In some ways the eleven disciples who gathered on a Palestinian hillside with Jesus in the days after the resurrection were about to “graduate” themselves. They had spent three years with their teacher and now watched in amazement as Jesus disappeared from their presence.
What were they to do now that he was gone? It seems there was yet another lesson to be learned. They returned to Jerusalem and went to the place they were staying to join others including Mary the mother of Jesus and other women. In the days that followed they learned the value of staying together and praying together.
They remembered what Jesus had said to them: “ . . . you will receive power when the Holy Spirit has come upon you; and you will be my witnesses in Jerusalem, in all Judea and Samaria and to the ends of the earth.” (Acts 1:7) But what was it that they were to bear witness to? If we are to be his witnesses in our day and time, what is it that we are to bear witness to?
In his own moment of prayer for the disciples and others, Jesus said: “Give eternal life to all whom you have given (to me) . . . and this is eternal life, that they may know you . . . Now they know that everything you have given me is from you.” (John 17:2-3, 7)
To know God is to know kindness and compassion. It is this kindness and compassion, this love, this aloha that they were to bear witness to in Jerusalem, in all Judea and Samaria and to the ends of the earth. (Acts 1:8) It is this kindness and compassion, this love, this aloha that we are to bear witness to the ends of the earth.
It is something more easily said than done. We cannot do it alone. It is something that we must do together.
The Rev. Dr. Randall Mixon is the pastor of First Baptist Church in Palo Alto, California. We were classmates in seminary over thirty years ago in Berkeley, California. He was registered as a seminarian at the American Baptist Seminary of the West and I was registered at Pacific School of Religion.
Rick made the following observation about our reading from The Acts of the Apostles: “It is not enough to go it alone. They (the disciples and others) met, traveled and worked together. We too must meet, travel and work together in Christ’s name. We need each other’s witness and support, challenge and care, in order to live into the possibilities and expectations of God’s realm.”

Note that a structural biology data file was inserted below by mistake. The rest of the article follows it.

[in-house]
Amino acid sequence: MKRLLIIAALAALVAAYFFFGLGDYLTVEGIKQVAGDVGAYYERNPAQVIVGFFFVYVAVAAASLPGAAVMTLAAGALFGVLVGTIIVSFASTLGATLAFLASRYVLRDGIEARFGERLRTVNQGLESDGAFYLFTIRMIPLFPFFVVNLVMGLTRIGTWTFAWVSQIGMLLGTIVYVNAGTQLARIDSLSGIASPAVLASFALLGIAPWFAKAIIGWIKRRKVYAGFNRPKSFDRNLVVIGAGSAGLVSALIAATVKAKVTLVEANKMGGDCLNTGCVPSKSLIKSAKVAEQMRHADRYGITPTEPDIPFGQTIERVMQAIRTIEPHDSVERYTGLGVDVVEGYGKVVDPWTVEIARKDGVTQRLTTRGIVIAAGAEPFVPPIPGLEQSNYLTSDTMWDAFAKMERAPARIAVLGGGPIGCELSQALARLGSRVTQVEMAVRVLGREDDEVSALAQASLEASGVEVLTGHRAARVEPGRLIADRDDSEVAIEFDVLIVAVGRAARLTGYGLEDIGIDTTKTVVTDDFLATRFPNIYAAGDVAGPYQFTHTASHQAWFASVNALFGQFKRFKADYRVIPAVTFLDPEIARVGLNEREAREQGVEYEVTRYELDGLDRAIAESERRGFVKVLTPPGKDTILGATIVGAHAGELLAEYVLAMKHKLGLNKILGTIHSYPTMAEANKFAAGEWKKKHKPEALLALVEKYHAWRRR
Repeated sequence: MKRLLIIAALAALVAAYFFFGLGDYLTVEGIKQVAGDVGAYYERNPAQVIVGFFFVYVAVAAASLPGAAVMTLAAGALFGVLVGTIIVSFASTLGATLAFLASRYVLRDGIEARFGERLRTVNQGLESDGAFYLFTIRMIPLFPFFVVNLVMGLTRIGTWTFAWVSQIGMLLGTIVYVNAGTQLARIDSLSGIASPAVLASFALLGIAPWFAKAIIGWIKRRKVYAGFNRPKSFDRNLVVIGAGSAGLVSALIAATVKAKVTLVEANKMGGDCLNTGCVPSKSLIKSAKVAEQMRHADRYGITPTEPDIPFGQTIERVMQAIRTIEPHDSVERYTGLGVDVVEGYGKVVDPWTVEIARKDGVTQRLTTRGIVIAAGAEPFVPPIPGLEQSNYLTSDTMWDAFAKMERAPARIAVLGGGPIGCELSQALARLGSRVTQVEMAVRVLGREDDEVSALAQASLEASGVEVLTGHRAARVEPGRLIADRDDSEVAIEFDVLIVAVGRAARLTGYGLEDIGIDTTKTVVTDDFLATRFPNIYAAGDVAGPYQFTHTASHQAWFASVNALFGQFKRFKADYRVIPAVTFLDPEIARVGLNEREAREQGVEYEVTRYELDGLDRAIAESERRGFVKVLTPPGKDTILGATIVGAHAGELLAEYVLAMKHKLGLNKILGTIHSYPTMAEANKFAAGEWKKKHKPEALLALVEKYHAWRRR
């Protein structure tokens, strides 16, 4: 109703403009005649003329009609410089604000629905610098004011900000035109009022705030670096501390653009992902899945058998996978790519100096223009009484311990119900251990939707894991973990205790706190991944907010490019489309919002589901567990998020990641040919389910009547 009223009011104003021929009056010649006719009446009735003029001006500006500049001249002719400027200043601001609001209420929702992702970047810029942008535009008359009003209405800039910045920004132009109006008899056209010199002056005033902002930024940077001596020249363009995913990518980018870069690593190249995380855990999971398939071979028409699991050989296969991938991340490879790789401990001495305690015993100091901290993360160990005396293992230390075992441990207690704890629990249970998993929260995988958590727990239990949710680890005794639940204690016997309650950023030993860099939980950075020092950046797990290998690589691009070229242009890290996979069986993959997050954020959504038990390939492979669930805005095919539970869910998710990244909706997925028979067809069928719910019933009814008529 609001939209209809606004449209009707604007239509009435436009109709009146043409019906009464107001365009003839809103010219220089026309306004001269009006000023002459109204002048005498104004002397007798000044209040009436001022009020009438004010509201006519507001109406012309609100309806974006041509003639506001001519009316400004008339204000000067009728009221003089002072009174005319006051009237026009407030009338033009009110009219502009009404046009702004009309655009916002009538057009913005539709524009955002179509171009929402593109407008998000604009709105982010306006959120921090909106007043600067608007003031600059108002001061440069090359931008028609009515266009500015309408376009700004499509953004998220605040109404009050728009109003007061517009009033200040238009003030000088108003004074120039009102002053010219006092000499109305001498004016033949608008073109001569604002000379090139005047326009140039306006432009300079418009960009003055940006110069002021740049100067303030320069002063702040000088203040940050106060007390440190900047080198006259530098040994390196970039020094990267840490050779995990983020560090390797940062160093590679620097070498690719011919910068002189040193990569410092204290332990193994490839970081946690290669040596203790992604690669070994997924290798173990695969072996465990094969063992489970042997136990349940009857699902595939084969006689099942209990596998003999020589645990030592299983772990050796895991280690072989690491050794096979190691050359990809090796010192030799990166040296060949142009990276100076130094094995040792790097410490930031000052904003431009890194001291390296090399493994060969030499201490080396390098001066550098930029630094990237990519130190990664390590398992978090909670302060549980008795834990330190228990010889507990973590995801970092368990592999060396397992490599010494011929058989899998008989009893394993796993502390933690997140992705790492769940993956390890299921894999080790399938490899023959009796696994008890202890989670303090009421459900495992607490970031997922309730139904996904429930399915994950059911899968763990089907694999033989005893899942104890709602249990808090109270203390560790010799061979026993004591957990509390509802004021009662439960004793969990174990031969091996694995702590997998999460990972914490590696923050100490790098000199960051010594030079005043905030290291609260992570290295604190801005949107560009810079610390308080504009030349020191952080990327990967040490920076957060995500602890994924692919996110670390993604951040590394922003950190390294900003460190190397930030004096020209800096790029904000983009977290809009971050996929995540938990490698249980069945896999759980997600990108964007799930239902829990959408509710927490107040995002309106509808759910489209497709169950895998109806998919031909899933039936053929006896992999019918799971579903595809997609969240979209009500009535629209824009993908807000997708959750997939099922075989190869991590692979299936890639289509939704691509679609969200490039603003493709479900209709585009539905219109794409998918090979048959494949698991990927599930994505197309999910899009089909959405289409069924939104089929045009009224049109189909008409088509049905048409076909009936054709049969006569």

“This text,” Rick adds, “calls Christians to be both Great Commandment people – loving God with our whole being and our neighbors as ourselves; and Great Commission people – carrying the good news of God’s love in Christ to the ends of the earth.” (Feasting on the Word, Year A, Volume 2, Bartlett & Taylor, Westminster/John Knox Press, Louisville, Kentucky, 2010)
We do not do it alone but together as the Body of Christ, as the church. We do not do it alone but with the presence and power of the Holy Spirit in our lives.
Our view of education may be vocational in the sense that we are expected to prepare ourselves for a career that will mean securing gainful employment once we graduate from college. The questions come our way as college students: What is your major? What kind of work do you see yourself doing for the rest of your life?
But vocation in the truer sense of the word is more than securing a job. It is instead a calling of the kind of person or people we hope “to become.”
My word to Monica, Kanoa and Ryan and to all of us this day is this: That we become people of kindness and compassion whatever our life’s work may be; that we will be sustained by the memories we carry with us of family, church, school, and community; that we will be strengthened by the kindness and compassion of teachers past and teachers yet to come.
Mahalo ke Akua. Amen.